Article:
2. From the Expires drop-down menu, select a duration for this secret key, for example, 2 years.
    3. From the top of the Settings pane, click [Save] Save.

    Caution: Immediately record the secret key description and value in a secure location for the long term. If you do not retain the secret key for your Azure AD web application when you create it, it cannot be recovered.

Microsoft Azure documentation

Microsoft has substantial documentation on using Azure available in its documentation center.

For information on creating an Azure subscription or user account, selecting Azure resources for VMs you create on Azure, adding a storage account to your VMs, and more, see the Microsoft documentation at https://azure.microsoft.com/en-us/documentation.

For example, for information on provisioning or managing Windows VMs, see https://azure.microsoft.com/en-us/documentation/services/virtual-machines/windows/.

For online videos about using Azure, see http://azure.microsoft.com/en-us/get-started/.

Exporting and deploying VMs for Azure

Unlike virtual export for other platforms, virtual export for Azure is divided between two processes: exporting, and deploying.

Be advised that Microsoft Azure customers are responsible for their own fees. Some aspects of our integration with Azure are designed with this fee structure in mind. For example, Microsoft charges fees when you deploy a VM on Azure, and when data is transmitted from Azure to another source.

NOTE: Since Microsoft can change prerequisites, requirements, costs, and so on, always verify such information with Azure. For more information, see the Azure website or contact an Azure representative.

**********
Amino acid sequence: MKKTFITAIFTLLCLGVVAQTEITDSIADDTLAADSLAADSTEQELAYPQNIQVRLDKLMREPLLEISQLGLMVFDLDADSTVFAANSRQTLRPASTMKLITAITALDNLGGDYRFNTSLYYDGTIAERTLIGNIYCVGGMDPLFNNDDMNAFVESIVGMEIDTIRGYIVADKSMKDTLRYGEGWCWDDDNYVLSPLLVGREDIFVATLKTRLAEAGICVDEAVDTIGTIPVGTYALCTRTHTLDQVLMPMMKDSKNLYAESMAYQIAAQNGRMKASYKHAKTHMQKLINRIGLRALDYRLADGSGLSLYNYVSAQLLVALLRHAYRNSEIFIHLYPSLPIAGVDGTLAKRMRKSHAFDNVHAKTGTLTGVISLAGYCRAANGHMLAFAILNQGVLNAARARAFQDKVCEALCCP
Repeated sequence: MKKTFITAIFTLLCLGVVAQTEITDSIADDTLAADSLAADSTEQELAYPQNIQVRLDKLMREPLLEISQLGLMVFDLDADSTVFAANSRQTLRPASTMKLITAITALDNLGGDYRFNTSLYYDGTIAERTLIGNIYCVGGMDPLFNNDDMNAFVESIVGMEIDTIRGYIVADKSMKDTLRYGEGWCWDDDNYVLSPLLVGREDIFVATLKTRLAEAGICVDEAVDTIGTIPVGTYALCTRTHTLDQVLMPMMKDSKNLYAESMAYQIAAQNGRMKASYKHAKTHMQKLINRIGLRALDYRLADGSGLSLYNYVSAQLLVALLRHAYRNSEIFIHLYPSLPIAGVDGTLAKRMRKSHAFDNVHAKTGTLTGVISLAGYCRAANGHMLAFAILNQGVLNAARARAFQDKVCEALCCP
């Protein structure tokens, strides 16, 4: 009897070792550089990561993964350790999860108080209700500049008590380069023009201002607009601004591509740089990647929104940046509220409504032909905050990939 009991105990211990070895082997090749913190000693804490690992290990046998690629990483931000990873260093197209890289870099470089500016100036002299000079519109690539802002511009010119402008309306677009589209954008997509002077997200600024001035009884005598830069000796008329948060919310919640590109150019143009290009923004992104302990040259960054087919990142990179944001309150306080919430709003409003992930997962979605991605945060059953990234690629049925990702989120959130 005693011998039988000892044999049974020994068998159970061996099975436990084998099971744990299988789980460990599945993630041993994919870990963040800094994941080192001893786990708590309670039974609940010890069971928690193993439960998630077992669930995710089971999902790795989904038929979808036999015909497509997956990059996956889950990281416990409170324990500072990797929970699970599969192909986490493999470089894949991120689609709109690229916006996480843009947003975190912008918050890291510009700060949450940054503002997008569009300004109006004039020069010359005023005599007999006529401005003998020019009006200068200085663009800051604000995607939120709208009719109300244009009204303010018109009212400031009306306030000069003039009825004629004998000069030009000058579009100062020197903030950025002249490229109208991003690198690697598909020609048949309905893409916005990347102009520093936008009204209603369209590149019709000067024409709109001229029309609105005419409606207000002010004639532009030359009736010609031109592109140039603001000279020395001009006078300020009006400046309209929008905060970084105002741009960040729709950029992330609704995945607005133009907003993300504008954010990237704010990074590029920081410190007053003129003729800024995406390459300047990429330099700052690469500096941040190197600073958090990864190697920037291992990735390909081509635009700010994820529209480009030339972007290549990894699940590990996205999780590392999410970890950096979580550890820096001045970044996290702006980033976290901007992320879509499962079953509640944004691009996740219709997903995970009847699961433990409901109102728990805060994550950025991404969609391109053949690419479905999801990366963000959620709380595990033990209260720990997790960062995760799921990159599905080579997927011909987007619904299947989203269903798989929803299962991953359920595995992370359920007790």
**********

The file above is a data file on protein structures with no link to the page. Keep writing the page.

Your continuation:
To avoid incurring unnecessary charges, virtual export to Azure consists of two separate processes.

The process of exporting extracts the necessary set of files from Rapid Recovery, validates them, and uploads them to the specified container in Azure. These files include:

  • One virtual hard disk (VHD) file for each volume in the recovery point.
  • One XML file, which contains metadata information about each disk (a list of files present on each disk and a flag indicating if a volume is a system disk).
  • One VHD file containing the backup snapshot.

Other than costs for the required storage, exporting by itself does not incur any Azure fees.

The deployment process combines these files into a bootable virtual machine. Deployment directly uses Azure cloud REST APIs. The original set of files placed on Azure during the export process is read-only in Azure, and consumes space but does not otherwise incur Azure charges. When you deploy these files, a duplicate copy of them is created, stored in a separate container you define, and combined into a working virtual machine. From an Azure account perspective, after you deploy, you are then charged fees for the VM on its servers. Since the deployed VM is a copy of the exported files, the deployment process also doubles the amount of storage space used in Azure for that virtual export.

For a one-time virtual export, there is no mechanism for deploying as a separate process. Thus, for the export to be useful, you should deploy to Azure when you create the virtual machine on demand. As a result, one-time exports to Azure have an immediate cost associated with the VM you deploy.

When establishing virtual standby for a protected machine on Azure, to avoid use of extra storage space and VM charges, you can simply define the export process. The result is an initial virtual export to Azure which is continually updated. Each time a snapshot is captured on the Core, the exported files are refreshed in your Azure account with updated information. Before the virtual export can be used as a bootable VM, you must deploy it, which triggers VM costs on Azure. If you do not need to convert the exported files for a protected machine to a bootable VM, no VM costs are incurred in your Azure account.

For information about performing a one-time export to Azure, including deployment, see the topic Performing a one-time Azure export.

For information about setting up continual export to Azure, excluding deployment, see the topic Setting up continual export to Azure.

For information about deploying the most recent exported files to create a bootable virtual standby VM in Azure, see the topic Deploying a virtual machine in Azure.